Karl Stefanovic clashes with Bill Shorten over proposed superannuation shakeup

A fired-up Karl Stefanovic has slammed Bill Shorten over Labor’s push to reform superannuation.

The Today Show host clashed with the Government Services Minister on Friday, accusing the government of introducing a ‘new tax’ on high-earners.

He took issue with reports the government was considering capping tax concessions on retirement savings of more than $3 million.

The proposal is among several of the changes being considered by the Labor government after it launched a consultation on reforming retirement savings laws this week.

A fired-up Karl Stefanovic has slammed Bill Shorten over a proposal to introduce massive reforms to superannuation

Addressing a bee-themed conference on Thursday, Assistant Treasurer Stephen Jones compared the government’s proposal to cut down the number of Australians withdrawing their super early to managing ‘honey’ in the best interests of a ‘hive’.

‘In the self-managed sector, there are over 600,000 funds holding around $870billion in retirement savings – that’s a lot of honey. We want to make sure there’s plenty of honey to go around’.

Stefanovic took issue with the comparison and likened the metaphor to communism – where the collective is prioritised over individual wealth. 

‘I didn’t realise that our super honey was for the collective, comrade,’ he quipped.

The Today Show host slammed suggestions the government would impose a cap on tax concessions labelling it a ‘new tax’.

He said Mr Jones appeared to all but confirm the change was being seriously considered when he made the superannuation comparison to honey on Thursday.

‘He did confirm the government is looking to impose higher taxes on funds over $3million, just in case, anyone missed that buzz from the bee, that is a new tax, is it not?’ he said.

Australians can deposit up to $27,500 a year into their super and pay a concessional tax rate of just 15 per cent. 

This concession costs $53 billion a year, with wealthier Australians putting money into super paying a concessional rate that is well below the marginal tax rate of 45 per cent for those earning more than $180,000.

Two-thirds of these concessions go to the top 20 per cent of income earners, and less than 1 per cent of people have super savings of more than $3million, with that group having an average pool of $5.8million.

Mr Shorten defended the decision questioning whether it was fair high-earners should be subsidised by taxpayers.

‘There’s about one per cent of people who have over $3million in their superannuation. The average for this group of people is $5.8million,’ he said.

‘I think he was raising the question, should taxpayers be subsidising someone who’s already got nearly $6million in their superannuation account?’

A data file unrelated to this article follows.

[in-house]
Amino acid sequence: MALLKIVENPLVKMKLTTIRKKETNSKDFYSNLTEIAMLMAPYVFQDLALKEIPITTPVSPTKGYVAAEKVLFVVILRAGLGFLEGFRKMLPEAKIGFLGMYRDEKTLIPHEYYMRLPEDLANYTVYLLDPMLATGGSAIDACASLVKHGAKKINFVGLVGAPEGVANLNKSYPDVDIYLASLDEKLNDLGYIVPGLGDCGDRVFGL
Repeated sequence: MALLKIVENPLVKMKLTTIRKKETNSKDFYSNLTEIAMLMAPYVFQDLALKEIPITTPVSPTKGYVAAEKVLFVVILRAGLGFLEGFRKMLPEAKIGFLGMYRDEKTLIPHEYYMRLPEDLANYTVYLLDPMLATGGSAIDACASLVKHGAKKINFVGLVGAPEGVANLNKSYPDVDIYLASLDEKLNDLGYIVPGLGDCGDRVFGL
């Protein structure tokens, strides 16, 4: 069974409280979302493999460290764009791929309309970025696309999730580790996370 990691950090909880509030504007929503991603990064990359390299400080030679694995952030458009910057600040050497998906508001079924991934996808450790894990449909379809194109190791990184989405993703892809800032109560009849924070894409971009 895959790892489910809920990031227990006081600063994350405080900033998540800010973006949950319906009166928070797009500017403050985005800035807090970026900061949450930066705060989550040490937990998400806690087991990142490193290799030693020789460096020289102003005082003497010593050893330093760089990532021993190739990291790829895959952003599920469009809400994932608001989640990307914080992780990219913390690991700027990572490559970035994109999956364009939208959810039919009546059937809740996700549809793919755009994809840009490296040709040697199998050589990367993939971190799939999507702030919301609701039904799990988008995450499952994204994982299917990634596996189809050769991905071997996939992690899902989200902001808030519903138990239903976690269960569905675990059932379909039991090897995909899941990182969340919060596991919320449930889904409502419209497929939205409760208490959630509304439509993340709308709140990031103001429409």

3AW host Neil Mitchell sided with Stefanovic labelling the proposal’ class warfare’.

‘It is a new tax, come on Bill, it is a new tax isn’t it? You’re not going to try and spin that one?’ he said.

Mr Shorten defended the decision questioning whether it was fair high-earners should be subsidised by taxpayers

Mr Shorten defended the decision questioning whether it was fair high-earners should be subsidised by taxpayers

Mr Shorten fired taking a stab at Mitchell for his comment.  

‘First of all, Neil. I’m glad you’ve stepped up to defend the people with $6million in their superannuation account,’ he said.

‘The fact of the matter is, we did say at the last election, we want to legislate the objective of superannuation.’

Mitchell clapped back at the idea high-earners should be punished.

‘These awful people who have been successful enough to get money into their super account. What awful people they’re successful,’ he said. 

Stefanovic slammed Mr Shorten for breaking an election promise after the Labor government promised there would be no massive changes. 

Mr Shorten said he was not confirming the cap on the tax concession would be passed and that it was still in the stages of discussion. 

‘Do you think it’s right people who go to work every day pay their taxes, should be paying their taxes to be giving a concession to someone who has several million dollars in their account?’ he said. 

Treasurer Jim Chalmers on Wednesday appeared to suggest the changes on taxes and early access would hardly be radical.

‘We’re not contemplating major changes to superannuation,’ he told Sydney radio station 2GB.

‘We think that there should still be generous tax concessions for people to save for their retirement.’ 

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